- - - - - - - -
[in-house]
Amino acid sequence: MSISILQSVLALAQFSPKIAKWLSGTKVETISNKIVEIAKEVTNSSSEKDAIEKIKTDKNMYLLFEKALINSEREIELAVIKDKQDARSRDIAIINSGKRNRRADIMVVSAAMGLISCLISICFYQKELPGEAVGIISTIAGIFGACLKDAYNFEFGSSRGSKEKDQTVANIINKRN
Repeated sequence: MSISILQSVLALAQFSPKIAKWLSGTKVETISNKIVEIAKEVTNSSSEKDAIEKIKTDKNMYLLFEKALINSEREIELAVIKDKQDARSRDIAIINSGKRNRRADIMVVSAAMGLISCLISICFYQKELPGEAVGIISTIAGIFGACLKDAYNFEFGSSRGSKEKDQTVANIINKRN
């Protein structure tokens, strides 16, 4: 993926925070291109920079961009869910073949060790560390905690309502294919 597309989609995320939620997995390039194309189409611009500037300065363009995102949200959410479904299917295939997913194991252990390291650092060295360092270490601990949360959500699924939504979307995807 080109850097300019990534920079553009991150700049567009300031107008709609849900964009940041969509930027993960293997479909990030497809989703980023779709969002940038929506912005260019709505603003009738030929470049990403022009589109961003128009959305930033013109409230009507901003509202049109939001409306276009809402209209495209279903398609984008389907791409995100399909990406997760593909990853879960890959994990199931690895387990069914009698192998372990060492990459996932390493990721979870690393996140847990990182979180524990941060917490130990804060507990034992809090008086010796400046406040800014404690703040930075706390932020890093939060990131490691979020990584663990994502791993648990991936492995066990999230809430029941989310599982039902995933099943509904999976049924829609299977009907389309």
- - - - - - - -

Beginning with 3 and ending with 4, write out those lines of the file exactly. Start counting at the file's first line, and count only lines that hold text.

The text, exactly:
Repeated sequence: MSISILQSVLALAQFSPKIAKWLSGTKVETISNKIVEIAKEVTNSSSEKDAIEKIKTDKNMYLLFEKALINSEREIELAVIKDKQDARSRDIAIINSGKRNRRADIMVVSAAMGLISCLISICFYQKELPGEAVGIISTIAGIFGACLKDAYNFEFGSSRGSKEKDQTVANIINKRN
């Protein structure tokens, strides 16, 4: 993926925070291109920079961009869910073949060790560390905690309502294919 597309989609995320939620997995390039194309189409611009500037300065363009995102949200959410479904299917295939997913194991252990390291650092060295360092270490601990949360959500699924939504979307995807 080109850097300019990534920079553009991150700049567009300031107008709609849900964009940041969509930027993960293997479909990030497809989703980023779709969002940038929506912005260019709505603003009738030929470049990403022009589109961003128009959305930033013109409230009507901003509202049109939001409306276009809402209209495209279903398609984008389907791409995100399909990406997760593909990853879960890959994990199931690895387990069914009698192998372990060492990459996932390493990721979870690393996140847990990182979180524990941060917490130990804060507990034992809090008086010796400046406040800014404690703040930075706390932020890093939060990131490691979020990584663990994502791993648990991936492995066990999230809430029941989310599982039902995933099943509904999976049924829609299977009907389309």